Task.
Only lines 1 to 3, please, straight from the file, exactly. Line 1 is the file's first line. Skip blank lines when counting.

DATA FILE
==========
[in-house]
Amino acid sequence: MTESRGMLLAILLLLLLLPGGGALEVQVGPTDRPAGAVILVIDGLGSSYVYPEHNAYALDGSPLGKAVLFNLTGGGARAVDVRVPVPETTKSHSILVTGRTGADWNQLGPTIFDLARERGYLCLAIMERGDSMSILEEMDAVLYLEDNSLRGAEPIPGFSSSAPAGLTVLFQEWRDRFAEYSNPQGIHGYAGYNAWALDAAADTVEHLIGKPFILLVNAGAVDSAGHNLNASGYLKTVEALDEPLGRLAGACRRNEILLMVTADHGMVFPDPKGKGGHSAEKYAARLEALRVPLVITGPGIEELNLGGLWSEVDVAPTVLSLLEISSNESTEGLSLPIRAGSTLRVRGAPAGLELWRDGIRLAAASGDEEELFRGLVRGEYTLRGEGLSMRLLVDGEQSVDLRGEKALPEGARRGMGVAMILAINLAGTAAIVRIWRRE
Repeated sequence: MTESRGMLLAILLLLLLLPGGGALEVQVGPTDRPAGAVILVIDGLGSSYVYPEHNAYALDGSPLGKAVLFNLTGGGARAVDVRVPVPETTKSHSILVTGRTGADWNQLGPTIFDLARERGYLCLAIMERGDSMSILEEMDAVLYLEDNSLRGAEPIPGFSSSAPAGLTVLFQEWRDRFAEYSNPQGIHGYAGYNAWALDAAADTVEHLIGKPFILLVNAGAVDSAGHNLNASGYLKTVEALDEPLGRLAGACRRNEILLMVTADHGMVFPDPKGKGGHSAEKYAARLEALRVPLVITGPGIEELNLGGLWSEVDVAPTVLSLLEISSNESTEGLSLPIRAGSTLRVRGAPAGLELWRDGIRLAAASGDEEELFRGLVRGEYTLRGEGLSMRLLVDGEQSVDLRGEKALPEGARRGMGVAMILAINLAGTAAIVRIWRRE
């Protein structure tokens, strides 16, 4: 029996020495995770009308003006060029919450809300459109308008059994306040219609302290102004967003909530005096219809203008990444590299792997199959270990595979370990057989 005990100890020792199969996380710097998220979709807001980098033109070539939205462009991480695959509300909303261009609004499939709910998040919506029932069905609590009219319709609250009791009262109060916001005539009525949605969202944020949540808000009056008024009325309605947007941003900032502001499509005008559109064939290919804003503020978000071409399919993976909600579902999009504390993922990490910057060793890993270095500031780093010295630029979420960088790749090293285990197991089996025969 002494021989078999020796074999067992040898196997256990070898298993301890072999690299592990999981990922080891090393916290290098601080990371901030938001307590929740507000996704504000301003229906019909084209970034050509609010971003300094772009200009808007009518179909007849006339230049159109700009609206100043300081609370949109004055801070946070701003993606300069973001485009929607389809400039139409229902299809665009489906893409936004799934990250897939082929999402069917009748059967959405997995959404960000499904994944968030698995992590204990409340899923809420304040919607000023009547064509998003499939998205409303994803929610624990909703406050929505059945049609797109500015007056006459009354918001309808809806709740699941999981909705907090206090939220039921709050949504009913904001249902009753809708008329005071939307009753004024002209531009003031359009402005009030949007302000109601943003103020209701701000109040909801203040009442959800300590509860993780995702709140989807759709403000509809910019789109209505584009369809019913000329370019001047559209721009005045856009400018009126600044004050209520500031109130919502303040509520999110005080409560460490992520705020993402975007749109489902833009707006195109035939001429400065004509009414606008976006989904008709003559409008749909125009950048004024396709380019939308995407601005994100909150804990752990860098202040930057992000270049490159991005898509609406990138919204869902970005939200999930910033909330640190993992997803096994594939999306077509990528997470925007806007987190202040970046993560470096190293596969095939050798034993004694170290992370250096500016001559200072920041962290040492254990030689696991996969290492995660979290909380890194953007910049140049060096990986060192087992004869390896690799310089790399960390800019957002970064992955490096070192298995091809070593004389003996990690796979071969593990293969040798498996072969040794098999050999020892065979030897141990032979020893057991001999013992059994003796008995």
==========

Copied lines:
[in-house]
Amino acid sequence: MTESRGMLLAILLLLLLLPGGGALEVQVGPTDRPAGAVILVIDGLGSSYVYPEHNAYALDGSPLGKAVLFNLTGGGARAVDVRVPVPETTKSHSILVTGRTGADWNQLGPTIFDLARERGYLCLAIMERGDSMSILEEMDAVLYLEDNSLRGAEPIPGFSSSAPAGLTVLFQEWRDRFAEYSNPQGIHGYAGYNAWALDAAADTVEHLIGKPFILLVNAGAVDSAGHNLNASGYLKTVEALDEPLGRLAGACRRNEILLMVTADHGMVFPDPKGKGGHSAEKYAARLEALRVPLVITGPGIEELNLGGLWSEVDVAPTVLSLLEISSNESTEGLSLPIRAGSTLRVRGAPAGLELWRDGIRLAAASGDEEELFRGLVRGEYTLRGEGLSMRLLVDGEQSVDLRGEKALPEGARRGMGVAMILAINLAGTAAIVRIWRRE
Repeated sequence: MTESRGMLLAILLLLLLLPGGGALEVQVGPTDRPAGAVILVIDGLGSSYVYPEHNAYALDGSPLGKAVLFNLTGGGARAVDVRVPVPETTKSHSILVTGRTGADWNQLGPTIFDLARERGYLCLAIMERGDSMSILEEMDAVLYLEDNSLRGAEPIPGFSSSAPAGLTVLFQEWRDRFAEYSNPQGIHGYAGYNAWALDAAADTVEHLIGKPFILLVNAGAVDSAGHNLNASGYLKTVEALDEPLGRLAGACRRNEILLMVTADHGMVFPDPKGKGGHSAEKYAARLEALRVPLVITGPGIEELNLGGLWSEVDVAPTVLSLLEISSNESTEGLSLPIRAGSTLRVRGAPAGLELWRDGIRLAAASGDEEELFRGLVRGEYTLRGEGLSMRLLVDGEQSVDLRGEKALPEGARRGMGVAMILAINLAGTAAIVRIWRRE